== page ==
... But as the meeting with Ms. Lynch illustrates, Mr. Clinton’s unpredictable and sociable nature can cause problems for his wife’s candidacy. David Axelrod, the former senior adviser to President Obama, said on Twitter that while he took Mr. Clinton and Ms. Lynch “at their word” that they didn’t discuss the investigation, it was “foolish to create such optics.”
Taking the bolded items above in order:
- No one can possibly believe that Bill Clinton went to the other plane on the tarmac merely because it indicated that some unidentified "important person" was there, which is what Chozick apparently wants us to believe. It appears that Clinton may have gone to extraordinary lengths to get on Lynch's plane. According to a report in the New York Observer, the delay may have been "engineered specifically so that Clinton," whose plane was scheduled to leave before Lynch's, "would not have left before Lynch arrived."
- Additionally, no one could possibly believe that the "(Bill) Clinton aide" involved was "not authorized to publicly discuss the meeting." This deliberately unnamed aide's specific mission was to relay Bill Clinton's version of what was discussed in the meeting to people on their side at the Times.
- Mrs. Clinton's campaign can't "put the F.B.I.'s email investigation behind it" until the investigation is over. All it can do is continue its practice of pretending, as Chozick detailed in unexcerpted text, that the investigation doesn't exist.
- Finally, excusing the meeting as the product of an overly "unpredictable and sociable" ex-President strains credibility to the breaking point. The best thing which could possibly be said of Bill Clinton's aggressive maneuvers to get face time with Lynch is that he may currently have no genuine power to influence matters affecting his wife's vulnerability to criminal prosecution. But even that's a stretch, given his ability to provide Lynch with lucrative post-administration employment and the like.
Once the parties involved had all of their excuse-making and legal-posturing ducks in a row, the Bill Clinton-Loretta Lynch meeting finally made it to the Times's front page Saturday morning:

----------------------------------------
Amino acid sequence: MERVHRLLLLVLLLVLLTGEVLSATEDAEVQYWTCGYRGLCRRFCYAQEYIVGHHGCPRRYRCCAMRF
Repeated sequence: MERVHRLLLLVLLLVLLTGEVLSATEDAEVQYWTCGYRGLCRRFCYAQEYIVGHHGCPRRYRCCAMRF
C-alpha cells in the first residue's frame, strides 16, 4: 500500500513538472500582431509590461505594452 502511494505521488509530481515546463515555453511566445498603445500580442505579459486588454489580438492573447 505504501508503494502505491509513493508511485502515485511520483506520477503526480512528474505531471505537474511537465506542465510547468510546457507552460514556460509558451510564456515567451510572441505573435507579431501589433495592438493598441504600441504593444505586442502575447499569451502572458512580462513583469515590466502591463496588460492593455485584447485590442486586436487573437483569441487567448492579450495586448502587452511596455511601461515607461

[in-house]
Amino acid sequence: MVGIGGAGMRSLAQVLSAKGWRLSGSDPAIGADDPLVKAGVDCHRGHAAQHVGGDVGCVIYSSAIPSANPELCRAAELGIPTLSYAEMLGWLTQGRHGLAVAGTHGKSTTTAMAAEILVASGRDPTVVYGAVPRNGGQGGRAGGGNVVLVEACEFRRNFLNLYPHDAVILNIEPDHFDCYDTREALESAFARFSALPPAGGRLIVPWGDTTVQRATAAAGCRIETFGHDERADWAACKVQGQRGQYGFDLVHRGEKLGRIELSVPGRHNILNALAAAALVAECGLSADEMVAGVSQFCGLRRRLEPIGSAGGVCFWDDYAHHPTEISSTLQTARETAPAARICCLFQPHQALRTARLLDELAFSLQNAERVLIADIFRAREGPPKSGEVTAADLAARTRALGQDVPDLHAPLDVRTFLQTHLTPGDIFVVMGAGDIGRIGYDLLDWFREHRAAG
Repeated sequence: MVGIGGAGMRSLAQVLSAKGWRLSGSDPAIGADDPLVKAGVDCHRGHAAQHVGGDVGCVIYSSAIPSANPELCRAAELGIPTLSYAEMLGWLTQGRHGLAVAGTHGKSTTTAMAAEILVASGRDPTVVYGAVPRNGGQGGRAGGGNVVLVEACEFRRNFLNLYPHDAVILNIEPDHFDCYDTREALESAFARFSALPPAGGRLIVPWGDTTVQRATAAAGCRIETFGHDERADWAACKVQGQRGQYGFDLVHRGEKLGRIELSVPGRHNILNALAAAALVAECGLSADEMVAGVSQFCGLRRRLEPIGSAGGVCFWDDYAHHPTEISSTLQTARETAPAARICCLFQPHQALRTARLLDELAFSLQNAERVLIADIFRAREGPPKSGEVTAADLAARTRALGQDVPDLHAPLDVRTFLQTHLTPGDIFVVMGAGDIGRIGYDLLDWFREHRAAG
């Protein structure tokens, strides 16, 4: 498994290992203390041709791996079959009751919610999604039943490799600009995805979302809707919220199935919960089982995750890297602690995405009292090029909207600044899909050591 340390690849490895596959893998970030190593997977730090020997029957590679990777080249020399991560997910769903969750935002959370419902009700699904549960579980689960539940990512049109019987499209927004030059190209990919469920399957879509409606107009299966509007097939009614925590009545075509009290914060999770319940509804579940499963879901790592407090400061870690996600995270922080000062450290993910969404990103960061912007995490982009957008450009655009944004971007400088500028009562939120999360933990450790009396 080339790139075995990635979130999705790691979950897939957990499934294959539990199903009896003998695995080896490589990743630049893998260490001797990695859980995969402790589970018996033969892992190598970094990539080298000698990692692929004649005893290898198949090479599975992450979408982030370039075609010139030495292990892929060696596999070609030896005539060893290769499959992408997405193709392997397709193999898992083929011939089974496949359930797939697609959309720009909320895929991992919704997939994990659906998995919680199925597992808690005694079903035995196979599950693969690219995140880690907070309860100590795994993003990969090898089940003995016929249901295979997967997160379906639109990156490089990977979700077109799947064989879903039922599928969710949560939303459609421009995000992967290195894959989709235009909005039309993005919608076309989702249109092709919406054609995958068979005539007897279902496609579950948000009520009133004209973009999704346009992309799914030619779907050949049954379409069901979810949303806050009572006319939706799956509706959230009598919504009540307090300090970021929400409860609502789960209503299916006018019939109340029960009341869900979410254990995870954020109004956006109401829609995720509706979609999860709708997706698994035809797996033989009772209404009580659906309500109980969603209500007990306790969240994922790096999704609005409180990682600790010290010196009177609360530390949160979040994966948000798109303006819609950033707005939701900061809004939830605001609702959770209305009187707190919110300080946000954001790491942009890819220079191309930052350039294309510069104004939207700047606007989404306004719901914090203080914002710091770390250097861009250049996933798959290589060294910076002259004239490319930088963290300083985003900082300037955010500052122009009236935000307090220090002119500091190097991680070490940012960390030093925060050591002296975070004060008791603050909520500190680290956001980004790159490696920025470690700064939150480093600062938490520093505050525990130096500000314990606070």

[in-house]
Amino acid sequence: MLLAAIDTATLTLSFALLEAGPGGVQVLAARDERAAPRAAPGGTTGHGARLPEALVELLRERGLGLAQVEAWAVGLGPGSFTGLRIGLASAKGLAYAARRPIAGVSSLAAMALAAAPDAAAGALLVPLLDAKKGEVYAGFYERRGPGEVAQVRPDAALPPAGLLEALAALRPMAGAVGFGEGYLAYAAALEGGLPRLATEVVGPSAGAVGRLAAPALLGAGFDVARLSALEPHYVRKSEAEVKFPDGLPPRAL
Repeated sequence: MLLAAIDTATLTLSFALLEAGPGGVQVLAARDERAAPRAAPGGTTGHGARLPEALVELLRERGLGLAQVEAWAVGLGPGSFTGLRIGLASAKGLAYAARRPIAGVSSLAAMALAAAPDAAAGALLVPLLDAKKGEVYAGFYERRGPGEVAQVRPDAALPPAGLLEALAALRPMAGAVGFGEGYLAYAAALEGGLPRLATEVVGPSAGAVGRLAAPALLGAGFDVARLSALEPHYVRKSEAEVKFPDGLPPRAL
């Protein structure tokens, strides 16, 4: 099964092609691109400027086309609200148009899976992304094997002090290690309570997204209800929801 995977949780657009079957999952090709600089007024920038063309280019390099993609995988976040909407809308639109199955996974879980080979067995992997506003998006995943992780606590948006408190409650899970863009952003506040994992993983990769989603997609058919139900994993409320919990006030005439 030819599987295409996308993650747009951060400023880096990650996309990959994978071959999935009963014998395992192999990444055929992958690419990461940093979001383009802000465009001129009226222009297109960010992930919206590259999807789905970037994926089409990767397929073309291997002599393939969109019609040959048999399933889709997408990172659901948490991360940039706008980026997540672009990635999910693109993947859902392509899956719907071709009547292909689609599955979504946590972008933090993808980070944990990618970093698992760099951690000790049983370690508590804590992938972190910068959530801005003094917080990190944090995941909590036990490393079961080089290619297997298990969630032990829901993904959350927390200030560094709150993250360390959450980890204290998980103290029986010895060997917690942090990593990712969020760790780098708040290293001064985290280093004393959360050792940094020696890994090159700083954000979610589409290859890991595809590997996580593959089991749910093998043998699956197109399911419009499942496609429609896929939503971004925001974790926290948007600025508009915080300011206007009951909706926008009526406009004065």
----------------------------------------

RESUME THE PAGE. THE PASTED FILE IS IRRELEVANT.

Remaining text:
Loretta Lynch to Accept F.B.I. Recommendations in Clinton Email Inquiry
Attorney General Loretta E. Lynch, conceding that her airport meeting with former President Bill Clinton this week had cast a shadow over the federal investigation of Hillary Clinton’s personal email account, said Friday that she would accept whatever recommendations career prosecutors and the F.B.I. director made about whether to bring charges in the case.
Ms. Lynch said she had decided this spring to defer to the recommendations of her staff and the F.B.I. because her status as a political appointee sitting in judgment on a politically charged case would raise questions of a conflict of interest. But the meeting with Mr. Clinton, she acknowledged, had deepened those questions, and she said she now felt compelled to explain publicly her reasoning to try to put the concerns to rest.
“People have a whole host of reasons to have questions about how we in government do our business,” Ms. Lynch said at an Aspen Institute conference in Colorado. “My meeting on the plane with former President Clinton could give them another reason to have questions and concerns.”
Though she insisted the 30-minute conversation was a purely social encounter, Ms. Lynch said, “I certainly wouldn’t do it again.”
The attorney general’s response did little to quell a political tempest in Washington, with some Republicans calling for her to recuse herself from the case — a step she said she was not going to take. Donald J. Trump, the presumptive Republican nominee, said the meeting had “opened up a Pandora’s box.” He cast doubt on whether it was entirely social, citing it as an example of how “the special interests are controlling your government.”
For Democrats, already anxious about the political impact of the email investigation, the incident revived fears that Mr. Clinton could become a rogue actor in a campaign that has so far operated more smoothly than Mrs. Clinton’s presidential bid in 2008.
This actually works out pretty well for Lynch, and for Hillary Clinton.
Lynch's position that she won't overrule the FBI is actually an announcement that she won't exercise the professional responsibility associated with her office. The "chance meeting" in Phoenix has given her the opportunity to take herself, and perhaps the entire Department of Justice, off the hook. (Who on Lynch's staff would have the nerve to "recommend" overruling the FBI in these circumstances?)
If the FBI were to recommend that Mrs. Clinton should not be indicted for her crimes — the only open question is whether she will be prosecuted for crimes the public record shows she has committed — Lynch can now say "it's not my job" to overrule the agency, even if she knows, based on the law, that a prosecution should occur. It still really is her job, but now she won't do it — and in today's upside-down world, that de facto abdication enables her to maintain her professional reputation among the elites, including in the establishment press.
Cross-posted at BizzyBlog.com.